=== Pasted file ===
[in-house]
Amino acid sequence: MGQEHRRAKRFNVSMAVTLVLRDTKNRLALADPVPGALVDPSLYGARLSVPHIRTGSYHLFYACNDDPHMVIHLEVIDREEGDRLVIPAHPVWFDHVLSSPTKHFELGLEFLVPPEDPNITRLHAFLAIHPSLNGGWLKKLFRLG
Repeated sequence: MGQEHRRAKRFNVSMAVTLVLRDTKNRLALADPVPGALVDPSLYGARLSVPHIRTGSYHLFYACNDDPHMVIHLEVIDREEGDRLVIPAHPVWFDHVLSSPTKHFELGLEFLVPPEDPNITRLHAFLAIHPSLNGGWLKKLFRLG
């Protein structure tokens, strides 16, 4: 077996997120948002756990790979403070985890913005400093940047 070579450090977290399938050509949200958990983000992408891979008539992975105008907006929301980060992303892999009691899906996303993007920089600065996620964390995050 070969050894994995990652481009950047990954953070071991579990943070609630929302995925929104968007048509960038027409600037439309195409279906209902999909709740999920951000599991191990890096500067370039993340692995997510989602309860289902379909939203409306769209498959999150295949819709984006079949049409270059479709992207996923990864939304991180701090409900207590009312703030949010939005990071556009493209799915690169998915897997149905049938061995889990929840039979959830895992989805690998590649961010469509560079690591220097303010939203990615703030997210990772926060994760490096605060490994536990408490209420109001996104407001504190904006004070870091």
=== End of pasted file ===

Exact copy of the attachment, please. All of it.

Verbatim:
[in-house]
Amino acid sequence: MGQEHRRAKRFNVSMAVTLVLRDTKNRLALADPVPGALVDPSLYGARLSVPHIRTGSYHLFYACNDDPHMVIHLEVIDREEGDRLVIPAHPVWFDHVLSSPTKHFELGLEFLVPPEDPNITRLHAFLAIHPSLNGGWLKKLFRLG
Repeated sequence: MGQEHRRAKRFNVSMAVTLVLRDTKNRLALADPVPGALVDPSLYGARLSVPHIRTGSYHLFYACNDDPHMVIHLEVIDREEGDRLVIPAHPVWFDHVLSSPTKHFELGLEFLVPPEDPNITRLHAFLAIHPSLNGGWLKKLFRLG
């Protein structure tokens, strides 16, 4: 077996997120948002756990790979403070985890913005400093940047 070579450090977290399938050509949200958990983000992408891979008539992975105008907006929301980060992303892999009691899906996303993007920089600065996620964390995050 070969050894994995990652481009950047990954953070071991579990943070609630929302995925929104968007048509960038027409600037439309195409279906209902999909709740999920951000599991191990890096500067370039993340692995997510989602309860289902379909939203409306769209498959999150295949819709984006079949049409270059479709992207996923990864939304991180701090409900207590009312703030949010939005990071556009493209799915690169998915897997149905049938061995889990929840039979959830895992989805690998590649961010469509560079690591220097303010939203990615703030997210990772926060994760490096605060490994536990408490209420109001996104407001504190904006004070870091």